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Egyptian Gilded Cartonnage Mummy Pectoral Ensemble

Ancient Egypt, Ptolemaic period, ca. 332 to 30 BCE. Elaborate, gilded cartonnage openwork panels from a mummy's cartonnage. This includes a large pectoral section and six profile god and goddess figures who would have surrounded it. The pectoral consists of a wesekh broadcollar and a kneeling, winged goddess Maat with her sun crown. These are joined by six thin strands of cartonnage. The god figures would have originally been inside of painted borders with hieroglyphic inscriptions written on them, prayers to Osiris asking for assistance in the afterlife. There is a falcon-headed Horus, jackal-headed Anubis, lion-headed Sekhmet, and a woman, possibly Isis. Two female figures kneel below those, possibly making a gesture of mourning. Size of largest piece: 9.2" W x 10.1" H (23.4 cm x 25.7 cm); size of frame:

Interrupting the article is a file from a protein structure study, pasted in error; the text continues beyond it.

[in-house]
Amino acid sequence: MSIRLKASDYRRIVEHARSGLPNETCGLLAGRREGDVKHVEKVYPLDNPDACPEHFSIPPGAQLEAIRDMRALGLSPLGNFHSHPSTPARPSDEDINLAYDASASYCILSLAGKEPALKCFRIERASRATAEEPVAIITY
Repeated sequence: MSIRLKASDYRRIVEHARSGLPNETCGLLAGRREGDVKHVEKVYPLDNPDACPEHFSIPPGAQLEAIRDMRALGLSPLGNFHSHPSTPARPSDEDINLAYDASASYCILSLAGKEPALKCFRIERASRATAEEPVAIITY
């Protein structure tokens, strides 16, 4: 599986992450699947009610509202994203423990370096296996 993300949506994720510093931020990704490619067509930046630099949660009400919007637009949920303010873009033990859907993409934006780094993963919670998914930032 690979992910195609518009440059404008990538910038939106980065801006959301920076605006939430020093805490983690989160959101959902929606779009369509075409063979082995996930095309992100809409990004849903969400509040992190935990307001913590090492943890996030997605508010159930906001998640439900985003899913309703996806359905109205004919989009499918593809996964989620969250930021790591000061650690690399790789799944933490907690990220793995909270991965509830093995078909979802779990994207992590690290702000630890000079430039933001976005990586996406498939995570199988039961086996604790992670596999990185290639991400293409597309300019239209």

All Egyptian funerary art was laden with symbolism that, by the Third Intermediate Period, had become ancient tradition, and this piece is no exception. Altogether, this cartonnage would have protected a mummy's coffin; the highly-trained artists who created it and the bereaved family members who commissioned it believed in the power of the symbols and words they painted to aid the deceased in the afterlife.

See a similar example that shows how the figures would have been held in place from Bonham's: https://www.bonhams.com/auctions/17855/lot/46/

Condition: Pieces are all fragments. Some tearing and losses to the edges, with some missing components as shown.

Provenance: private Cypress, Texas, USA collection

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